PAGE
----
What Is Feline Infectious Peritonitis?
By Jean Morgan
Feline Infectious Peritonitis (FIP) is a virus which is a variant of the Corona virus. Unfortunately there is no proven effective vaccine to immunize cats from its deadly outbreak. This virus is so elusive that the only way to accurately diagnose the disease is after the cat's death. Sadly, there also is no cure for this disease.
The reason the virus is so difficult to diagnose is that it comes from a group of over forty viruses, in the Corona family. The tests that we have available to us today can only detect that the cat is infected with a Corona virus, but it cannot differentiate which one is actually infecting the cat. Since most cats who test positive for a Corona virus actually survives, it makes it difficult with certainty which cat has FIP, until it dies. This makes diagnosing Feline Infectious Peritonitis almost impossible without an autopsy.
The actual Feline Infectious Peritonitis disease is always fatal to cats. It is estimated that most household cats have actually been exposed at one time or another to the Corona virus. These cats will most times carry on with their lives just fine, with no outward signs of being infected, nor do they appear sick. For some unknown reason, in a small percentage of infected cats, the Corona virus will mutate into the Feline Infectious Peritonitis virus. This autoimmune disease then proves to be fatal.
The majority of the cats who do contract Feline Infectious Peritonitis are either very young, or they are quite old. Either way, death is eminent. There are certain procedures which can prolong the life of the cat for a short while, and even make the cat more comfortable for a short time, but the eventual result is always the same.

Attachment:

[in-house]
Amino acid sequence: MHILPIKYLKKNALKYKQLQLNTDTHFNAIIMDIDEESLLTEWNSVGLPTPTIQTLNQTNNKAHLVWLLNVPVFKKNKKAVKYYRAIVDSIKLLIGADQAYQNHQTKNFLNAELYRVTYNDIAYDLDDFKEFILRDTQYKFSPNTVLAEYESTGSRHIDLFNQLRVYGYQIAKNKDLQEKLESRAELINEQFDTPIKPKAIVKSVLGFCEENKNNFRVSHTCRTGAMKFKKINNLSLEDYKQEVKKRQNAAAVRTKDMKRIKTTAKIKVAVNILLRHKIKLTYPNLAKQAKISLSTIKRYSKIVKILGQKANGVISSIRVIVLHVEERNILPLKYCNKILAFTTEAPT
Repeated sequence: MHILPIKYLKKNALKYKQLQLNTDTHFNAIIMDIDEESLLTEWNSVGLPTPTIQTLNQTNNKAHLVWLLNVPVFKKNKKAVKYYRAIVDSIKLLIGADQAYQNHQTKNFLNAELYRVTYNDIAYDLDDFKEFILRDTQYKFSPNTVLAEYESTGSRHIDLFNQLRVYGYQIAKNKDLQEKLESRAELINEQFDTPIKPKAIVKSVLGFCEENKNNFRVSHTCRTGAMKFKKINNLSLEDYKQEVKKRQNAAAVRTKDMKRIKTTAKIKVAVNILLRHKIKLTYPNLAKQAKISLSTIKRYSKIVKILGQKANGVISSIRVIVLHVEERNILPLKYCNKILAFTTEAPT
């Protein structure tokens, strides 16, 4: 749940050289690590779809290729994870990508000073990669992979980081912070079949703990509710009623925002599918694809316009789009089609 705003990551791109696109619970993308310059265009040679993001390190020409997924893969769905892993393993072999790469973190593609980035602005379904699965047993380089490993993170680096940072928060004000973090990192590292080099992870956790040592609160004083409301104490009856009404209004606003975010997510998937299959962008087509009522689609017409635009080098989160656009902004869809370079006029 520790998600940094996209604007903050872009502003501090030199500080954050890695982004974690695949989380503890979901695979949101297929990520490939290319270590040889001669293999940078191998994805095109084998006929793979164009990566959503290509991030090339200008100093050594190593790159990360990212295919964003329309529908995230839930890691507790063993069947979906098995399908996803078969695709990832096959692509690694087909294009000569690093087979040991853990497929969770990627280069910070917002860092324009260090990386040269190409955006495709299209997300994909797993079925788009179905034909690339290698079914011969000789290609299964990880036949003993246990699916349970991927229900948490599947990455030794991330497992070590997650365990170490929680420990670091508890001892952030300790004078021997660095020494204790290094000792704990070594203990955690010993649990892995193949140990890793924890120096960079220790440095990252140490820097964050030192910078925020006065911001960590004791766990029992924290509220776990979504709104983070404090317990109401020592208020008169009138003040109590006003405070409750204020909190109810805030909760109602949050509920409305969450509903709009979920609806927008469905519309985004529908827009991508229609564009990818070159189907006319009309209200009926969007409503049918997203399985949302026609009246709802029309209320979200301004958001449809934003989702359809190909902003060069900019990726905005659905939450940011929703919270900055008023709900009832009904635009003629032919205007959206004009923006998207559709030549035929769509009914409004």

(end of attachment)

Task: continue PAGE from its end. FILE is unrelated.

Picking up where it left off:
There are two different known types of FIP, the wet and the dry types. The wet type of FIP is where fluid begins to accumulate in the different organs of the cat's body. This fluid causes swelling of the chest and abdomen. After the fluid has gathered sufficiently enough to cause the swelling, it begins to constrict breathing for the cat. The cat will also begin to have a fever, experience loss of appetite and show signs of jaundice.
The other form of Feline Infectious Peritonitis will cause almost the identical signs as the wet, but without the build up of fluid. Feline Infectious Peritonitis can also affect the central nervous system and the eyes of the cat.
Undoubtedly the worst part of Feline Infectious Peritonitis is that the cat's immune system will actually work against itself in an attempt to overcome the disease. Since Feline Infectious Peritonitis is an immune system based disease, it quickly speeds up the disease process.
Hopefully, you will never have to suffer through the pain and eventual death of your kitty due to Feline Infectious Peritonitis.
About The Author: Jean Morgan is a writer of articles concerning pet health and the owner of Natures Healthy Pet.
Article Source: http://www.articlesbase.com/